Software Engineering Institute | Carnegie Mellon University
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Architecture in the Age of Compositionality

  • May 2011
  • By Jan Bosch (Intuit, Inc.)
  • Jan Bosch explores the implications for software architecture and the role of the software architect while presenting examples from several industries to illustrate specific focus areas.
  • Publisher: Software Engineering Institute
  • This presentation was created for a conference series or symposium and does not necessarily reflect the positions and views of the Software Engineering Institute.
  • Abstract

    The nature of software engineering is changing. Whereas building systems was previously the predominant activity, the focus has more recently shifted toward composing systems from open-source, commercial, and proprietary components, and to only build the functionality that truly is competitively differentiating. In addition, the way software is developed has changed, focusing especially on short development cycles and frequent (or even continuous) deployment.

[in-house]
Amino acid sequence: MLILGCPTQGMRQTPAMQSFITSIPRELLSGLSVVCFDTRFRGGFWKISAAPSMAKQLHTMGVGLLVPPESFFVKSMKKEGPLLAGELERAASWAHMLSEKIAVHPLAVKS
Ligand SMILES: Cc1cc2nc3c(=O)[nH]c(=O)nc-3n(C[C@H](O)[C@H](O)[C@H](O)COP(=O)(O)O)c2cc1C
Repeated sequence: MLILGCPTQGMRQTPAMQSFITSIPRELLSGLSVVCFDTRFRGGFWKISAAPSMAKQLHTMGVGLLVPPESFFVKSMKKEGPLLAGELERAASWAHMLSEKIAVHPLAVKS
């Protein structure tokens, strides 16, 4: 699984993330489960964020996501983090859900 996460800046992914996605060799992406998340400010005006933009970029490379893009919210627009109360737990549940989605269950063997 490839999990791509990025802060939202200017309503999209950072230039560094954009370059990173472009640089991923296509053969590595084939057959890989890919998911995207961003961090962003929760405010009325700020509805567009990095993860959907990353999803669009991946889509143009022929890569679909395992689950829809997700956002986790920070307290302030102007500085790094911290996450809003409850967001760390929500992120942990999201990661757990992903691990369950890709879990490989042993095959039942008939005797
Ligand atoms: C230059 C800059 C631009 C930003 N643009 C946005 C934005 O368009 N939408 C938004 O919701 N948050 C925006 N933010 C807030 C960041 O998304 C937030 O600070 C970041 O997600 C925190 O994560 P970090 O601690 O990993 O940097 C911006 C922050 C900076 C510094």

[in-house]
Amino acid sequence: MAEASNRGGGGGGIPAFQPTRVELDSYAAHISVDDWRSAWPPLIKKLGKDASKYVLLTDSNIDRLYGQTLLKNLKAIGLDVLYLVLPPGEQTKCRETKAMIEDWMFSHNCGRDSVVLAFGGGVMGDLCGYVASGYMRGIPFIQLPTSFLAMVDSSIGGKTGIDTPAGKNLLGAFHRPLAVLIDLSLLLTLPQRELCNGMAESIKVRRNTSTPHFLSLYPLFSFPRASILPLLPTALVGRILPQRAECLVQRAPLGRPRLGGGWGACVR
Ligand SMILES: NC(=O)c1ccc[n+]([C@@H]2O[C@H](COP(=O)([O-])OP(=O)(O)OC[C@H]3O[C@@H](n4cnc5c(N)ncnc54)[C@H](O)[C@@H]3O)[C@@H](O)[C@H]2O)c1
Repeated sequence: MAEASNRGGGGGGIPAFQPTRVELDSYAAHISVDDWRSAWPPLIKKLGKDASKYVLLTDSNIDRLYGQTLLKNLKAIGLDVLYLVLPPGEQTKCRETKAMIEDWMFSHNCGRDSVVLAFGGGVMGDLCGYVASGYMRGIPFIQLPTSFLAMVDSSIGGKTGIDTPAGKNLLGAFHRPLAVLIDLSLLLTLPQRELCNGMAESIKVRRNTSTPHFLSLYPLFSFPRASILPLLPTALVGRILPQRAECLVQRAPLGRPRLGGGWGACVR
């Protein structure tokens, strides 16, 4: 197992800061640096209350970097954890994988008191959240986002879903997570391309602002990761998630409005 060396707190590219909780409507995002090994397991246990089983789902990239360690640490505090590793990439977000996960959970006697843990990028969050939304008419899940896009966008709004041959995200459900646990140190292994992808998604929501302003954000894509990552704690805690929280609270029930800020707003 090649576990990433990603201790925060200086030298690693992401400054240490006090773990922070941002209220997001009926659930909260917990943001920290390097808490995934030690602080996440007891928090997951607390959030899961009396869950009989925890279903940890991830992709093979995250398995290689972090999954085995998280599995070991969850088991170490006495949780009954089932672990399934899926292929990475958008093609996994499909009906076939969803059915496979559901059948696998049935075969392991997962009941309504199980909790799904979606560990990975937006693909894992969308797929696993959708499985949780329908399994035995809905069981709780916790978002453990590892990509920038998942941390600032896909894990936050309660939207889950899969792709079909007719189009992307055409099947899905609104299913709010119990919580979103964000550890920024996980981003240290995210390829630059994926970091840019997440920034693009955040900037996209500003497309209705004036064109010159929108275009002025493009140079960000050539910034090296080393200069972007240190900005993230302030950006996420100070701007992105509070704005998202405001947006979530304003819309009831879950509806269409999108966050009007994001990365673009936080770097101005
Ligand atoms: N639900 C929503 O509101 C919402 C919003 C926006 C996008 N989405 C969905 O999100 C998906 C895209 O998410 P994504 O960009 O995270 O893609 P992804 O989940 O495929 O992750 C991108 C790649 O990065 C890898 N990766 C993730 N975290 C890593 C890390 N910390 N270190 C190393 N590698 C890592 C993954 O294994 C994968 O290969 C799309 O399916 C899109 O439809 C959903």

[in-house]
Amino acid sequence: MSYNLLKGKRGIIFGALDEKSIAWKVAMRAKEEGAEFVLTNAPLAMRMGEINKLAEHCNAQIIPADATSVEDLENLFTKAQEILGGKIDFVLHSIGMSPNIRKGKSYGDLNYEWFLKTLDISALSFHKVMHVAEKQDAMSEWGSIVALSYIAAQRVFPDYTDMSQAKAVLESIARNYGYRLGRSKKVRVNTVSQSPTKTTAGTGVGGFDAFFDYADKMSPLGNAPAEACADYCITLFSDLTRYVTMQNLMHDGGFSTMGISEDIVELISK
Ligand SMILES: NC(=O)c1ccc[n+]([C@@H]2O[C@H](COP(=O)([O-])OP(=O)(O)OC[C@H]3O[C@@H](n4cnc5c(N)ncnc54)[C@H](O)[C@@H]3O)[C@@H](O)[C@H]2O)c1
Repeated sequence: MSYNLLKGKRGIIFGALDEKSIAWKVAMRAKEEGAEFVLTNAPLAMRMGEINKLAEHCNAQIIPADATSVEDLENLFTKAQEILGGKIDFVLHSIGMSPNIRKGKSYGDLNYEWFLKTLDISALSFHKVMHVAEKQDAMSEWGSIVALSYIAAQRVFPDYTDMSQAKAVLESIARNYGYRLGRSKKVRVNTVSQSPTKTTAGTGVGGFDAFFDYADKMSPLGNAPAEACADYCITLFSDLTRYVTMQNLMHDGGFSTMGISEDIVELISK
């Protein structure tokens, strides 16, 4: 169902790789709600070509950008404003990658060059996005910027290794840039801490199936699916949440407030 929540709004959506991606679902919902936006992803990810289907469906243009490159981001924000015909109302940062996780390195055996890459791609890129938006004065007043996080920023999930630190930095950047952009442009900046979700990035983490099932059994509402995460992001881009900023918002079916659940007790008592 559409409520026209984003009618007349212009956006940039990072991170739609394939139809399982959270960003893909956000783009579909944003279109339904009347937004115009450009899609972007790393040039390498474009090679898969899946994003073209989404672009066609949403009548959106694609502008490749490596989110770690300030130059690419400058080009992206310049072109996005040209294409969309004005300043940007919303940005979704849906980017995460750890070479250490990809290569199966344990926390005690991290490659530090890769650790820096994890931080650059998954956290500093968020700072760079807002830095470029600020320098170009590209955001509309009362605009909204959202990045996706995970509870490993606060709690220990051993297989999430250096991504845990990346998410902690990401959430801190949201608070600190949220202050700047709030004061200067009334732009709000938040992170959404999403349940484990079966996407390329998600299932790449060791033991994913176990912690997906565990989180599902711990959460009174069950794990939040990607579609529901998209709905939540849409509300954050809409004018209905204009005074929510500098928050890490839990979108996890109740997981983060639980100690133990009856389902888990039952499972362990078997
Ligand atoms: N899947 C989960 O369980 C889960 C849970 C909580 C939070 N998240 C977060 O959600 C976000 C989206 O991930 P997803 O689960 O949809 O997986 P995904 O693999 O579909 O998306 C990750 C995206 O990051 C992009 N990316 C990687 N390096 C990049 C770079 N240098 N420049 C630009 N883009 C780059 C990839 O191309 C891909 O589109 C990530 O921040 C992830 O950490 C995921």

Because of these requirements, teams are often organized around features, rather than components, and can change all components in the system, including their interfaces. A third trend is the increasing adoption of software ecosystems, where significant development of functionality relevant for customers occurs outside the platform organization. Obviously, however, the quality attributes necessary for system success remain important, as well as the ability to easily incorporate new requirements into the system in a cost-effective fashion.

    As a result, the role of software architecture (and that of a software architect in particular) is more important in this new world, but there is significant evolution in its implementation. This talk starts by characterizing the new approach to software engineering and the role of compositionality. It then explores the implications for software architecture and the role of the software architect. The talk presents examples from several industries to illustrate specific focus areas.

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